Independent U.S. Senate candidate Rick Stewart bikes through Ames


Blake Lanser/Iowa State Daily

Rick Stewart, independent candidate for U.S. Senate, rode his bicycle through all of Iowa’s 99 counties. Stewart came through Ames Oct. 2.

Andrew Standley

Rick Stewart is trying to insert his name into the political conversation in Iowa one tire rotation at a time.

Stewart is biking across all 99 counties during his campaign for U.S. Senate.

“The reason for the bike is that you’re trying to create a brand. We’ve done extremely well,” said Stewart.

Stewart, an independent from Cedar Rapids and retired businessman, received an MBA from the University of Chicago. His ‘grand slam’ achievement was starting his own business, Frontier Co-op, where he spent 24 years working and solving problems.

Stewart’s bike campaign started June 2. Before arriving in Ames Oct. 2, he had pedaled to, through or around 79 counties in Iowa speaking to local newspapers and citizens to spread his message.

“Solving real problems is a lot of fun,” Stewart said. “In business, people bring you problems every minute of every day. From inside, outside and lord knows where.”

While Stewart realizes that he can’t solve all problems, he said it is still a fantastic way for him to spend each day.

Stewart got into politics after retiring from business, when he had an opportunity to pay attention to other things.

“I entertain myself easily,” Stewart said. “I slacked a little bit, drank coffee in a chair, instead of on the run.”

One result of all the free time for Stewart was the opportunity to pay closer attention to politics.

Stewart said he began to notice that politicians actively try to not solve problems, as one way they can make sure they are re-elected is to still have that same problem in place.

“It’s a very strange dynamic, and completely the opposite of business.” Stewart said.

Stewart’s objective and interest in politics is taking care of the unfunded liability problem faced in the United States. While Stewart realizes one person may not be able to do this, they could at least force the government to put it on their books.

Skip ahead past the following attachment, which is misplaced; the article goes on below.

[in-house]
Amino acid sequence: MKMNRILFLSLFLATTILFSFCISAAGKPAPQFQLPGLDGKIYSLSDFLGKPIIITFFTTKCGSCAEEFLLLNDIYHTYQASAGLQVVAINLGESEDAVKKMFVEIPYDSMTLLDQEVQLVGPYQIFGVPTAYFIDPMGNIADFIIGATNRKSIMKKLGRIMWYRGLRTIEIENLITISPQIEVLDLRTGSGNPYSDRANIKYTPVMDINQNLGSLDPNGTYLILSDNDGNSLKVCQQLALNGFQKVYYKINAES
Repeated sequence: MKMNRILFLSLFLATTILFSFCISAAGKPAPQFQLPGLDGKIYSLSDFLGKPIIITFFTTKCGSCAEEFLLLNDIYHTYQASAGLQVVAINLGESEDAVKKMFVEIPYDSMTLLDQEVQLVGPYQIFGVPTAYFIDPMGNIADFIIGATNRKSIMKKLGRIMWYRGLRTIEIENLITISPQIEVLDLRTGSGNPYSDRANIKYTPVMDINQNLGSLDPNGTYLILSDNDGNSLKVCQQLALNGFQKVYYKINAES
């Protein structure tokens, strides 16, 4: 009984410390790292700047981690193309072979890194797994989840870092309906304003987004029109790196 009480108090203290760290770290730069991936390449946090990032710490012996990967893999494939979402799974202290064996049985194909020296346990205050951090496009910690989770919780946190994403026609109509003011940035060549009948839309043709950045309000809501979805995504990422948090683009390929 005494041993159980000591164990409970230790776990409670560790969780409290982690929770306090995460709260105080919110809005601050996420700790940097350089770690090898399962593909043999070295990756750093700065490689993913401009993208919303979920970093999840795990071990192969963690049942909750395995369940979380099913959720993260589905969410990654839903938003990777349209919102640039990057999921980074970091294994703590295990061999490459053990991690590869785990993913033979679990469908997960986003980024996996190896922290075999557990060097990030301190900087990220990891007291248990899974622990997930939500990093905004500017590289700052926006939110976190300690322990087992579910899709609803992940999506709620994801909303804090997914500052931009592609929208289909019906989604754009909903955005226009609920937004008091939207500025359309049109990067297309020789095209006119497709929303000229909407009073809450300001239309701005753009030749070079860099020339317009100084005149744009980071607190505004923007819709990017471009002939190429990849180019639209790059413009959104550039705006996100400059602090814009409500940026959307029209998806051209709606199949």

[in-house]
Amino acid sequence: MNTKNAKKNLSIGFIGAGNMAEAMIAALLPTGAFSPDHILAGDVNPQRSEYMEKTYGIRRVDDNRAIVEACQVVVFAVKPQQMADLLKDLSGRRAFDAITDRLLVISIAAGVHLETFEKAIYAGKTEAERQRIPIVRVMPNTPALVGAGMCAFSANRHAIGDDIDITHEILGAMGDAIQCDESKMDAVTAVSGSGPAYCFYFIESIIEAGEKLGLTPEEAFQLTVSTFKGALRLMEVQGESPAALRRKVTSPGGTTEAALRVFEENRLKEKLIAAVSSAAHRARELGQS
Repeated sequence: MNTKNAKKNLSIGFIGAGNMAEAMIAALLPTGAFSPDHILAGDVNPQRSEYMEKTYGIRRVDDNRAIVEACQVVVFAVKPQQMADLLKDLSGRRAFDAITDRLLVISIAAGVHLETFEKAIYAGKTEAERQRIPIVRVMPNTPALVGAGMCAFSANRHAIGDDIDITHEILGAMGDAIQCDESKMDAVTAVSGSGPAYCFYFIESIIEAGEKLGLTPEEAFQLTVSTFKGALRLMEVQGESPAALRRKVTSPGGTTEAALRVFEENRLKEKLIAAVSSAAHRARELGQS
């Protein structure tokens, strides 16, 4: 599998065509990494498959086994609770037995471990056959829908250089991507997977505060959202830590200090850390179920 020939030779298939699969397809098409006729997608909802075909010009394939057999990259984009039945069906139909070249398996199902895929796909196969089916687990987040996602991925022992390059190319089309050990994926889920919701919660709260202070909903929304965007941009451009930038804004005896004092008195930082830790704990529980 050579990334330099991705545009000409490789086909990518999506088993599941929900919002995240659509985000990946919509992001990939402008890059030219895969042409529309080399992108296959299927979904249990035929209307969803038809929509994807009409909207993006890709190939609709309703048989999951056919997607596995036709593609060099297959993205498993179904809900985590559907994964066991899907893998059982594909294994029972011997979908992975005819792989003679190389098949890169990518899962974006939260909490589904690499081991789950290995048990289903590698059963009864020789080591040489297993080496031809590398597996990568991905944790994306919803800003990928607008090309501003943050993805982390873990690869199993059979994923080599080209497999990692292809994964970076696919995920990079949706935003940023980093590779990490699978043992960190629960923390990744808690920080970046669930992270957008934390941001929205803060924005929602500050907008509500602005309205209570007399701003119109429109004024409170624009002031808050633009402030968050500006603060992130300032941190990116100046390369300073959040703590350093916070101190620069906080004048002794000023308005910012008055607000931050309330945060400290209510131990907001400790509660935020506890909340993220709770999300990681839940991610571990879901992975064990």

“Once it’s written down, people can talk about it.” Stewart said.

Unfunded liability can be calculated by subtracting all the debt legally owed from the total amount that the government has the legal right to take. Stewart said the current unfunded liability in the U.S. is $211 trillion. He estimated that this number goes up approximately $6 trillion more each year.

“There are 132 million working Americans. That’s more than one and a half million dollars per person,” Stewart said. “That not something that can be paid over the rest of your life.”

Stewart would like to eliminate student debt all together.

“Here’s an example: a student’s come and the college tells them it will cost $5,000, and the student’s family can’t afford that,” Stewart said. “The college gives them financial aid and says your family can afford to pay $1,000, and then the college pays the other $4,000.”

Stewart would like to cancel pell grants and student loans and make colleges lower their tuition.

“Parents and students have to pay as much as they can pay, and it doesn’t make any difference about the rest of it. It’s just fraudulent to claim that these student loans ‘help’ students.” Stewart said.

Some of the other issues on Stewart’s platform include ending the war on drugs, ending agricultural subsidies and fixing the immigration problem by selling green cards for a $50,000 charge.

In a race that’s been heavily dominated by television ads between Republican and Democratic nominees Joni Ernst and Bruce Braley respectively, Stewart has taken to the ‘sandbox game’ on Twitter in an effort to promote his campaign.

Stewart and his team have worked hard to ask friends and relatives to use the social media website. It is where they have concentrated their group energy, believing that it could work.

“The only thing [Braley and Ernst] spend their money on is negative, expensive TV ads,” Stewart said. “It’s because TV is where you get the biggest bang for your buck.”

In a system where two major parties dominate the system, it can become a challenge for candidates from third parties to really have much of a chance. What they can hope for, however, is to convince one of the two parties to champion their cause.

“Maybe the independent candidate really cares about environmental policy,” said David Andersen, assistant professor in political science, specializing in voter behavior and sentiment. “If voters really care about it and see neither party is doing anything, they might vote for him.”

Andersen argues that in a follow up election, the two parties may realize they could pick up that portion or segment of the voters if they adopt a certain stance.

“The only time they really have a chance is when one of the parties becomes so dominant that it isn’t really a two party competition,” said Andersen.

When an independent candidate does make it to congress, the only way they would be able to function is to caucus with one of the two major parties, Andersen said.

Although the chances of an independent candidate like Stewart to actually win the election are considered poor, biking can be a great way for an independent candidate to interact and promote themselves in a political campaign.

“Biking is a great, quirky way to meet people,” Andersen said. “Most candidates are on a bus or a limo. This will get people and the media to bite on it.”